A plan from China to increase its coal fired power plants by 2015 could trigger a severe water crisis in the country’s arid Northwest, a report by environmental activists Greenpeace has claimed.
According to the report entitled ‘Thirsty Coal: A Water Crisis Exacerbated by China’s New Mega Coal Power Bases', the 16 new facilities to be situated in provinces such as Inner Mongolia, Shaanxi, Shanxi and Nigxia, could consume ten billion cubic meters of water.
Total installed capacity for the new plants is expected to exceed 600 gigawatts, according to Reuters. Water consumed by the plants is equal to a sixth of the yearly flow of the Yellow River – 9.98 billion cubic meters.
Greenpeace said: “On top of this, coal operations will dump a great deal more pollution into the river, threatening drinking water for millions.”
The International Energy Agency’s World Energy Outlook for 2011 estimates that China’s coal demand will increase 70% to 3.71 billion metric tons of coal from 2009 to 2035.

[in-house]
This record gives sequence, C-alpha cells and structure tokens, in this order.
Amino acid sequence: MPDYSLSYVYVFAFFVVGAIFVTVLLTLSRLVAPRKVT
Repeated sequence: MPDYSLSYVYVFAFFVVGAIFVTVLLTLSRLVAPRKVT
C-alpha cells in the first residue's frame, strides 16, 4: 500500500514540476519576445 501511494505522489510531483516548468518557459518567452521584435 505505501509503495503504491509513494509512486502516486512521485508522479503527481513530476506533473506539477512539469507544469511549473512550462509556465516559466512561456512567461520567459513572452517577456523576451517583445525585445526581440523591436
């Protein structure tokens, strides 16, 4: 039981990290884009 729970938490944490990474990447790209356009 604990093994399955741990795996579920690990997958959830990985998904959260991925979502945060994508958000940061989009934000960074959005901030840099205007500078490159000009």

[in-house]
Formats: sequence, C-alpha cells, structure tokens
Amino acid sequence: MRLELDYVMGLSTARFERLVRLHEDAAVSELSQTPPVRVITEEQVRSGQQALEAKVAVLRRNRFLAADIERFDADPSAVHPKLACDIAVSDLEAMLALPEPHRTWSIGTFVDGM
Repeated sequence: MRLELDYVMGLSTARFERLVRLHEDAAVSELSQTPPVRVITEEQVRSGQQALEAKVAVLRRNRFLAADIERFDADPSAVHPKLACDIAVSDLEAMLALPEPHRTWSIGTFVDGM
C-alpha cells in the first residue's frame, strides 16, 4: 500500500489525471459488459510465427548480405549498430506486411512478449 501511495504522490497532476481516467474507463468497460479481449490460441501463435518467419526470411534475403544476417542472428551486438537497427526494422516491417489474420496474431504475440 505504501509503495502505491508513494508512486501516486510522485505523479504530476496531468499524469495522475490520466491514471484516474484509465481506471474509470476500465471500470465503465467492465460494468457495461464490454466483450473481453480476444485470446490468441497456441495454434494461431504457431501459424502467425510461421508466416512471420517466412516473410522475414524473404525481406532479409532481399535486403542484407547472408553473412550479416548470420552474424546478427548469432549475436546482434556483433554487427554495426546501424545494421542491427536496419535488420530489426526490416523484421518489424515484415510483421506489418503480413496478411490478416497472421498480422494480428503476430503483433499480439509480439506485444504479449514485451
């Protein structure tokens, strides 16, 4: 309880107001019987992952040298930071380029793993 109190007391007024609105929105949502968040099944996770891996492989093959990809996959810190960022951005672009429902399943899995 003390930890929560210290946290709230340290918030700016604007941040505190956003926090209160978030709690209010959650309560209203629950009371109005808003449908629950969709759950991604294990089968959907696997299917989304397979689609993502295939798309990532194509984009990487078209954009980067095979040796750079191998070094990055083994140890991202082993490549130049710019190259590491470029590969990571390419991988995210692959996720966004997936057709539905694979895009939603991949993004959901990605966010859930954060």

In June Bloomberg reported that the country’s plans to increase coal-fired power plants to meet electricity demand aren’t feasible because of a lack of water needed to cool the plants. Quoting GE, Bloomberg said that China’s water consumption for power generation will grow from 141 billion gallons in 2011 to 250 billion gallons in 2025.
Large quantities of water are frequently needed to remove impurities from coal at the mine, according to the US Environmental Protection Agency (EPA). In addition, coal-fired power plants use large quantities of water for producing steam and for cooling.
When coal-fired power plants remove water from a lake or river, fish and other aquatic life can be affected, as well as animals and people who depend on these aquatic resources, the EPA said.
Greenpeace China urged the government to look more closely at water demand and think again about the size and location of mines and coal plants. It also points out that relying more on renewable energy would protect water resources.